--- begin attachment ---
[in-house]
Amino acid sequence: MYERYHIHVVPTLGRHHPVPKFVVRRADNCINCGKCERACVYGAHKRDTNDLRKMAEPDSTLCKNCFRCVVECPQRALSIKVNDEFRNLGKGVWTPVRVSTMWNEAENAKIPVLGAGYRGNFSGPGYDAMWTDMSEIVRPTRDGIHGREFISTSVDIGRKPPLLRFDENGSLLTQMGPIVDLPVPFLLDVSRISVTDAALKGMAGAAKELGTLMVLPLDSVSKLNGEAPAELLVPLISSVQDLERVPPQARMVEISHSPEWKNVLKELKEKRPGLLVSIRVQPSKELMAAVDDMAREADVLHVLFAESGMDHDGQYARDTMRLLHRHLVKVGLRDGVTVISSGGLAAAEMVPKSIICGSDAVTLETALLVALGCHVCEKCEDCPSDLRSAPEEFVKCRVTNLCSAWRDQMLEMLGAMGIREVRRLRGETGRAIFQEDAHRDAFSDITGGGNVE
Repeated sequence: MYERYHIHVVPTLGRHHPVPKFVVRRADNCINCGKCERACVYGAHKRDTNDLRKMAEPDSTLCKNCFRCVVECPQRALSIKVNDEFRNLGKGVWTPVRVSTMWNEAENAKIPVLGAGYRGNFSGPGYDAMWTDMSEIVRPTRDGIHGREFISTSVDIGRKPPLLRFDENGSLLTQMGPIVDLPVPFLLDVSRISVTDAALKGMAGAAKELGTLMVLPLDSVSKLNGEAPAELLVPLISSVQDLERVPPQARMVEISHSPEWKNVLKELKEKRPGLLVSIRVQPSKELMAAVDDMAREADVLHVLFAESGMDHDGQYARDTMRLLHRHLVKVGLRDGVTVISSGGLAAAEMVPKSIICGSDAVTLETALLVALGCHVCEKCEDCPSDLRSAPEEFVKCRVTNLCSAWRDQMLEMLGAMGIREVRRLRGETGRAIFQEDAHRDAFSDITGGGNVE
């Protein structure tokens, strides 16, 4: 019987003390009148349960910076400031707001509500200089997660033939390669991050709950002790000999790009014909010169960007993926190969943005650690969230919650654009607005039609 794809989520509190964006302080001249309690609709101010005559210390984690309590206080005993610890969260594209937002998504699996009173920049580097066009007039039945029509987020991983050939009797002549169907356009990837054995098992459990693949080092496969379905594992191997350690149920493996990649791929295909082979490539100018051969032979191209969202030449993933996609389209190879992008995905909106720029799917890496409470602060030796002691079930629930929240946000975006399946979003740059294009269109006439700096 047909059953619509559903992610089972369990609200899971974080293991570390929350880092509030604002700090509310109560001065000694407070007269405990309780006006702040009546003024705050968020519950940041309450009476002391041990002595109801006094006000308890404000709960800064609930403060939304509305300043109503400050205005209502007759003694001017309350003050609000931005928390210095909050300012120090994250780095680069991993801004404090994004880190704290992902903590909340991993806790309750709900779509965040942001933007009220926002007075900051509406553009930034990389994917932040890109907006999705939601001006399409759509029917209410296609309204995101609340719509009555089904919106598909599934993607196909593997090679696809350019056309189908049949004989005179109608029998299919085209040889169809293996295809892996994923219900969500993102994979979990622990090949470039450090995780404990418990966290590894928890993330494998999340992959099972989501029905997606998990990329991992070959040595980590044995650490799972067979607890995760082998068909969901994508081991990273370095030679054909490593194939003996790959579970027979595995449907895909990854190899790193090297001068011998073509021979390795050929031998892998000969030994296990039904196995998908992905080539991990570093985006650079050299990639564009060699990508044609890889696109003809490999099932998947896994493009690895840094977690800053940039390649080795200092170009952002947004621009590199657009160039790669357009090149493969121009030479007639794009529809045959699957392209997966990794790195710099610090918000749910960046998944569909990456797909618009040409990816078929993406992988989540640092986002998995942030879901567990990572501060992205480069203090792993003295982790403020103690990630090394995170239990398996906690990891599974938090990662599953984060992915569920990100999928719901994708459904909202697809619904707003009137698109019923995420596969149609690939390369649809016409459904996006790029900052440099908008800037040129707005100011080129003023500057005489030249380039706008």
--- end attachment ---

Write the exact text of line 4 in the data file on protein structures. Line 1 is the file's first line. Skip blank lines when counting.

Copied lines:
């Protein structure tokens, strides 16, 4: 019987003390009148349960910076400031707001509500200089997660033939390669991050709950002790000999790009014909010169960007993926190969943005650690969230919650654009607005039609 794809989520509190964006302080001249309690609709101010005559210390984690309590206080005993610890969260594209937002998504699996009173920049580097066009007039039945029509987020991983050939009797002549169907356009990837054995098992459990693949080092496969379905594992191997350690149920493996990649791929295909082979490539100018051969032979191209969202030449993933996609389209190879992008995905909106720029799917890496409470602060030796002691079930629930929240946000975006399946979003740059294009269109006439700096 047909059953619509559903992610089972369990609200899971974080293991570390929350880092509030604002700090509310109560001065000694407070007269405990309780006006702040009546003024705050968020519950940041309450009476002391041990002595109801006094006000308890404000709960800064609930403060939304509305300043109503400050205005209502007759003694001017309350003050609000931005928390210095909050300012120090994250780095680069991993801004404090994004880190704290992902903590909340991993806790309750709900779509965040942001933007009220926002007075900051509406553009930034990389994917932040890109907006999705939601001006399409759509029917209410296609309204995101609340719509009555089904919106598909599934993607196909593997090679696809350019056309189908049949004989005179109608029998299919085209040889169809293996295809892996994923219900969500993102994979979990622990090949470039450090995780404990418990966290590894928890993330494998999340992959099972989501029905997606998990990329991992070959040595980590044995650490799972067979607890995760082998068909969901994508081991990273370095030679054909490593194939003996790959579970027979595995449907895909990854190899790193090297001068011998073509021979390795050929031998892998000969030994296990039904196995998908992905080539991990570093985006650079050299990639564009060699990508044609890889696109003809490999099932998947896994493009690895840094977690800053940039390649080795200092170009952002947004621009590199657009160039790669357009090149493969121009030479007639794009529809045959699957392209997966990794790195710099610090918000749910960046998944569909990456797909618009040409990816078929993406992988989540640092986002998995942030879901567990990572501060992205480069203090792993003295982790403020103690990630090394995170239990398996906690990891599974938090990662599953984060992915569920990100999928719901994708459904909202697809619904707003009137698109019923995420596969149609690939390369649809016409459904996006790029900052440099908008800037040129707005100011080129003023500057005489030249380039706008």